It’s a rarity to find a baseball player who can truly do it all. White Sox starting pitcher Dylan Cease proved that not only can he take a no-hitter into the fifth inning while striking out 11, but he can also drive the ball to the opposite field.
Prior to Chicago’s 9-0 win at Great American Ball Park on Tuesday night, the right-hander didn’t have a professional plate appearance. But because of Interleague Play and the White Sox playing in a National League stadium, Cease was due to stand in the batter’s box against Major League pitching for the first time in his career.
The last time Cease saw live pitching was during his senior year of high school in 2014, but three Reds pitchers couldn’t figure out how to keep right-handed-hitting Cease from making solid contact.
“I believe in myself as a hitter, to be honest. I didn’t think I was going to go out and do that today, but leading up, I was just very excited to get at-bats,” Cease said. “But I truly don’t know how it happened.”
In his first career plate appearance, Cease’s bat got on top of a chest-high four-seam fastball from Jeff Hoffman and smacked it to Mike Moustakas at third base, who staggered onto the outfield grass to make an attempt at a play.
Cease’s infield grounder kept the second inning alive for Tim Anderson to drive in two runs, which extended Chicago’s lead to three. At the start of the inning, José Abreu had homered to get the White Sox on the board first.
Cease’s second career at-bat was enough to get the White Sox dugout cheering before the ball even landed. He initially squared around to bunt against José De León, but he switched gears quickly enough to hit a towering fly ball that missed a home run by a couple of feet.
“I did [think it was a home run],” Cease said of the double. “I would have tried to have kept the grin off my face, but I think I would have had a grin … all the way around on the basepath.”
In his third and final at-bat of the night, Cease hit an opposite-field single against Sal Romano to load the bases once more for the White Sox. He ended the night with a career slash line of 1.000/1.000/1.333.
The 25-year-old became the fourth pitcher in the Expansion Era (since 1961) to record a hit in each of his first three plate appearances, according to the Elias Sports Bureau, joining Steven Matz (2015), T.J. Tucker (2000-02) and Larry Miller (1964). And with Atlanta’s Huascar Ynoa hitting a grand slam in a 6-1 win over the Nationals, it’s the first time in 71 years that one pitcher had three hits and a pitcher in a different game homered with the bases loaded.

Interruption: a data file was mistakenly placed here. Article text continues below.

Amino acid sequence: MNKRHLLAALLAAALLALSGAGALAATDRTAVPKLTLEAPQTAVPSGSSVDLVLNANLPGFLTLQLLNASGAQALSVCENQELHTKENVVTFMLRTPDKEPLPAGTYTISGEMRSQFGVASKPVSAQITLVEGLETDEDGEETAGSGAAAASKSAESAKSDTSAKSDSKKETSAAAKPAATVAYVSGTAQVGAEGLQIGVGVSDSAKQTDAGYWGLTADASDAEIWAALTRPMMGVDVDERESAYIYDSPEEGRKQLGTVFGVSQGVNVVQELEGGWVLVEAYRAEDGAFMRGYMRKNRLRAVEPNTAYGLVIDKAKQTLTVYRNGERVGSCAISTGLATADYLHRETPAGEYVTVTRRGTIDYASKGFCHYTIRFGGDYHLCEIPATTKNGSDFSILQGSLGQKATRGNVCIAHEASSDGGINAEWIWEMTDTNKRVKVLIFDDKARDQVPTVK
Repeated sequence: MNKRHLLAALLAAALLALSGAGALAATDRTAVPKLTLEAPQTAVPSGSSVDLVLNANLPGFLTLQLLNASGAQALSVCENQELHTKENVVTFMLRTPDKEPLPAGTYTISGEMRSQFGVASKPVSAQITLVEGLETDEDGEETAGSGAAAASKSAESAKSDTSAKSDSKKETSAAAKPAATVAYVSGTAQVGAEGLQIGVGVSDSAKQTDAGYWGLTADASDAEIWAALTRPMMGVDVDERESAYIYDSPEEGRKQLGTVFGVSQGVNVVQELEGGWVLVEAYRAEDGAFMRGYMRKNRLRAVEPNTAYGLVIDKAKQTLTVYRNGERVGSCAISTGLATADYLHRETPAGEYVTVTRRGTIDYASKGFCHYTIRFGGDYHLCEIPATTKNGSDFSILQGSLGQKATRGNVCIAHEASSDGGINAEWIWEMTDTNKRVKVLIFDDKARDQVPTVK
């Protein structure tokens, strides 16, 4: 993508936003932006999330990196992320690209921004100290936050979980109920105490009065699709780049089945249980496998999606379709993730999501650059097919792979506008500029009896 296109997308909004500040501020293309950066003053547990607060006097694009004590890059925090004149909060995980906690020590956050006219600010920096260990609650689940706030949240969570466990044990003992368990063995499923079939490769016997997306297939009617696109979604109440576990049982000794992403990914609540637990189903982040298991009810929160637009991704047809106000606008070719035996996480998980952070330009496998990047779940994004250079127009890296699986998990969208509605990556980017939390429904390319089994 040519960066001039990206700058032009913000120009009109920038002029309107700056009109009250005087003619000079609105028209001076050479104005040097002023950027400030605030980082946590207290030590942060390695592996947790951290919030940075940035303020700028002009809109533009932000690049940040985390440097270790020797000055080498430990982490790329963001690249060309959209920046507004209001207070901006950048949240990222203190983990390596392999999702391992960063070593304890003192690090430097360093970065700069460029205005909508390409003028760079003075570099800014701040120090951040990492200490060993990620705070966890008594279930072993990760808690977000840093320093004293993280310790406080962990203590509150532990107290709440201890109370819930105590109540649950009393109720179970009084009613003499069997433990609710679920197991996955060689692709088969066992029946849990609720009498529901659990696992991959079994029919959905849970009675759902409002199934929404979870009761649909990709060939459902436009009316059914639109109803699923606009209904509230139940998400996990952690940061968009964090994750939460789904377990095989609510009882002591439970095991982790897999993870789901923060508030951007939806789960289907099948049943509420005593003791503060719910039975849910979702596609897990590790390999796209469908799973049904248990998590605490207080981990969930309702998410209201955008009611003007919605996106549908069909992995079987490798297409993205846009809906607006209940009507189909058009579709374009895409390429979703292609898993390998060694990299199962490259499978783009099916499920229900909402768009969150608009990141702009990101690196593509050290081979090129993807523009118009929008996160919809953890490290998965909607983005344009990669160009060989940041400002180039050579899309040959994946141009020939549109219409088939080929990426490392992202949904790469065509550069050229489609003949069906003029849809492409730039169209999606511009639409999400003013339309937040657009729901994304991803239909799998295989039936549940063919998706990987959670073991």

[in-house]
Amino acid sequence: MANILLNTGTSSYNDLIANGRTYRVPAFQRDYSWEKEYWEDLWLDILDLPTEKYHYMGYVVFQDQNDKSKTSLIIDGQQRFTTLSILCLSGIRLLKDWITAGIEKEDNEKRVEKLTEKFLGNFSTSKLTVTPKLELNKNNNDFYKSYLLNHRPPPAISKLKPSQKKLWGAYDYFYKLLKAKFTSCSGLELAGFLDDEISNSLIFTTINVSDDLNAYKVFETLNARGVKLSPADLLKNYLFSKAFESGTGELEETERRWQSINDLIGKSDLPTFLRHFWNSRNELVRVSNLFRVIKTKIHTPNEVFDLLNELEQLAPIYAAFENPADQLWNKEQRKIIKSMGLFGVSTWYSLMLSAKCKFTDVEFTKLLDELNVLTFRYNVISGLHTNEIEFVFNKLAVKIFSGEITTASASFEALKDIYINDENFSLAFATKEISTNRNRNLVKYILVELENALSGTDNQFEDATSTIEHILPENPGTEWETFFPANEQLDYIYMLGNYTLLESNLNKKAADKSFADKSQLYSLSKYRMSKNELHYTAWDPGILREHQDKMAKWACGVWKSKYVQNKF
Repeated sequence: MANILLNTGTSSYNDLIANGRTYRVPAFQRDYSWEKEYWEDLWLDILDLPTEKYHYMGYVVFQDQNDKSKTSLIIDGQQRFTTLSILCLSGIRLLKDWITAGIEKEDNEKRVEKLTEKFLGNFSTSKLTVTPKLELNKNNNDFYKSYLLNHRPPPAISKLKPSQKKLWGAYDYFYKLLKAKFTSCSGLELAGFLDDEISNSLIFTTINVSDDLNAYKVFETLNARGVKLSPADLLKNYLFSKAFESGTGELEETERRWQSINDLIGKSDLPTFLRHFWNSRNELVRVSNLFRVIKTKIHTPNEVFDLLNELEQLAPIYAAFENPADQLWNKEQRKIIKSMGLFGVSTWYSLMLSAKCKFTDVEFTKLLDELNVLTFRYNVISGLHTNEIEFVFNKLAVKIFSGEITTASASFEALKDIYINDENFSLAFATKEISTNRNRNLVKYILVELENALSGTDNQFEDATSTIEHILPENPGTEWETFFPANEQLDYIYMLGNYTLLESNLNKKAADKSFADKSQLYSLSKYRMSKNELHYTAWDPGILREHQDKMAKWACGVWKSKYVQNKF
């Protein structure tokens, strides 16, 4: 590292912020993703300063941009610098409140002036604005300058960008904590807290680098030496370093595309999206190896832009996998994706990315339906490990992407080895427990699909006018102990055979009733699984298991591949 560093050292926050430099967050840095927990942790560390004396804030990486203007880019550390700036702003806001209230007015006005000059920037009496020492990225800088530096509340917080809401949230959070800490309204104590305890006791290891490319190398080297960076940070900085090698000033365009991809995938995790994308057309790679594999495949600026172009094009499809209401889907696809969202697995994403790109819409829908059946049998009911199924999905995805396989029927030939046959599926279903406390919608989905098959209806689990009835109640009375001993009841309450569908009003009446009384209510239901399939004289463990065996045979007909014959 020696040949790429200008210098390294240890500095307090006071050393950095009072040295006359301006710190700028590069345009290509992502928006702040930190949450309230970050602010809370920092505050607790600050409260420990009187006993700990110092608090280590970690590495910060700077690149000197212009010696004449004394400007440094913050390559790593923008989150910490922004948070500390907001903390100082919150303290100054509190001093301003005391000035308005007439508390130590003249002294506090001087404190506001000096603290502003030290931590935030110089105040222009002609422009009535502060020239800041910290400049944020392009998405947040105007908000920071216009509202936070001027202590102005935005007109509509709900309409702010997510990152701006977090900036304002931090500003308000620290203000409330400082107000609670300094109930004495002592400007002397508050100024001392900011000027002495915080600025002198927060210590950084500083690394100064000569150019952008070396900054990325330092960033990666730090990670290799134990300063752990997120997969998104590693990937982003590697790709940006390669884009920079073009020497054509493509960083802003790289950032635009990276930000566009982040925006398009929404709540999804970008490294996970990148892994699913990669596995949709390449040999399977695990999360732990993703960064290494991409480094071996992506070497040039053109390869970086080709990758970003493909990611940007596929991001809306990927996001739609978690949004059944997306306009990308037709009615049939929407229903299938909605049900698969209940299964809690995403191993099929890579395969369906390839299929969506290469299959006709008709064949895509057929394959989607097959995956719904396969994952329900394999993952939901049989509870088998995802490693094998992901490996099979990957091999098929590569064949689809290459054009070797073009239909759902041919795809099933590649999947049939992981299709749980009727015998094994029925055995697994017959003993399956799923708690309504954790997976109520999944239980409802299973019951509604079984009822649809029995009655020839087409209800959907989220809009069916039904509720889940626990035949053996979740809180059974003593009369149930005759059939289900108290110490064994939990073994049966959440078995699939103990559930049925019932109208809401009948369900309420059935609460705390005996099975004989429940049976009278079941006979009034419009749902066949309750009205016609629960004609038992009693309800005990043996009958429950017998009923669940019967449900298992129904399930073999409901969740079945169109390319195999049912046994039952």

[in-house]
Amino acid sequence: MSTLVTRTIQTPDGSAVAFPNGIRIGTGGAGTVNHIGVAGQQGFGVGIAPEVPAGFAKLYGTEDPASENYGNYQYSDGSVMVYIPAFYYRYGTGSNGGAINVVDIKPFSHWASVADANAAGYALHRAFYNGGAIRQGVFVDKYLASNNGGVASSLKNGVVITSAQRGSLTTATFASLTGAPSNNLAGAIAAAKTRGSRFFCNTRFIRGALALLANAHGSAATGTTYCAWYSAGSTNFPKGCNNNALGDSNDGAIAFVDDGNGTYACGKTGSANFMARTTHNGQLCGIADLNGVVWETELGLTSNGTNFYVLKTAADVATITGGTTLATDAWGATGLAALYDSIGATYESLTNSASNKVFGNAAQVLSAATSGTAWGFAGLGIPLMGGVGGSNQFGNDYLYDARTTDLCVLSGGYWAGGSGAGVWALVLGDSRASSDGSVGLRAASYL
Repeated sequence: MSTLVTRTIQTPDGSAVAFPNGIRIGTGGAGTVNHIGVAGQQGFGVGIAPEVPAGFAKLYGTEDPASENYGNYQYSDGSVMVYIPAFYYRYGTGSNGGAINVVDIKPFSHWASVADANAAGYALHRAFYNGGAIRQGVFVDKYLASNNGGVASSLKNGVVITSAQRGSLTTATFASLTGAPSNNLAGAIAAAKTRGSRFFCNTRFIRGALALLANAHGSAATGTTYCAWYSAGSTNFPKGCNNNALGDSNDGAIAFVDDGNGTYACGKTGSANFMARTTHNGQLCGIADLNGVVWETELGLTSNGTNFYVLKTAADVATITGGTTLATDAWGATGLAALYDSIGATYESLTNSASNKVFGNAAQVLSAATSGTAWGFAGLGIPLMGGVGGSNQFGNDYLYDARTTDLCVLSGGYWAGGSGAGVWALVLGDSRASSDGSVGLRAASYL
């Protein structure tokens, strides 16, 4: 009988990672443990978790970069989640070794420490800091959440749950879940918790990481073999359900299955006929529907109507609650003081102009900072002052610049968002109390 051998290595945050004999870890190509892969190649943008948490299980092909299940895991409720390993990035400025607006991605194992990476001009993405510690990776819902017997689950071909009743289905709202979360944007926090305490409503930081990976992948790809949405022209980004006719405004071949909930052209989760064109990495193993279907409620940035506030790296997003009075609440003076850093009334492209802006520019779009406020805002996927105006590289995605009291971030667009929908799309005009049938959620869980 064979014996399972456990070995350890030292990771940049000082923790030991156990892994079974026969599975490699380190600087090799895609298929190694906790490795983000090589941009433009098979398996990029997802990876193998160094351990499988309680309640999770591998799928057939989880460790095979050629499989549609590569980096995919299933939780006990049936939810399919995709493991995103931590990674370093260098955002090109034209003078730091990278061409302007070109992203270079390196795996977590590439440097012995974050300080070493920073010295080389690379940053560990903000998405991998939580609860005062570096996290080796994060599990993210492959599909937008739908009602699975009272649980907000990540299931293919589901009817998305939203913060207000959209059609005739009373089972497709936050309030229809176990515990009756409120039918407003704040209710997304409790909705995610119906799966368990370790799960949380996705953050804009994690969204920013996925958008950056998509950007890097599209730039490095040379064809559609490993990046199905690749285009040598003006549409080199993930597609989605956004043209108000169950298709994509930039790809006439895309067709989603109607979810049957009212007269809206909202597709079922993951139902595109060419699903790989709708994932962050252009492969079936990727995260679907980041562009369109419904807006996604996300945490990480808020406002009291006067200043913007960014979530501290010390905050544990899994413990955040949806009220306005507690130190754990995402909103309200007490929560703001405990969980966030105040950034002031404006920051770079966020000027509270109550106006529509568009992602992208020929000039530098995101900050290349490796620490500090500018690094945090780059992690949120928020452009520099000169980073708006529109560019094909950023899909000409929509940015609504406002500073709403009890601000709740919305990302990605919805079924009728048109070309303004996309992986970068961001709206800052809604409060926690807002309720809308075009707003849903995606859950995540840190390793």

In the week leading up to Tuesday’s game, Cease took batting practice with the team’s best hitters to prepare for his hitting debut.
“He was doing his thing on his own. He had been hitting all week. Kudos to him, three hits — that’s tough to do in the big leagues,” Anderson, who went 2-for-5, said. “He made it look easy.”
But the night still continued on the mound for Cease following his third at-bat. He wrapped up his outing with a 1-2-3 sixth inning and struck out five of the last six batters he faced.
The right-hander added another stellar outing to his impressive season by not allowing a run in six innings and recording a career-high 11 strikeouts.
“He actually pitched better than he hit,” manager Tony La Russa said. “It’s kind of hard to believe.”
While Cease may not be the hitter the White Sox envisioned to fill the void of Luis Robert, the team effort behind the win was a reminder that Chicago does have the talent to overcome the adversity it’s faced thus far.
“That was some demonstration of, ‘We’re going to go forward and see how good we can be,’” La Russa said. “And stay in contention until [Luis Robert and Eloy Jiménez] join us.”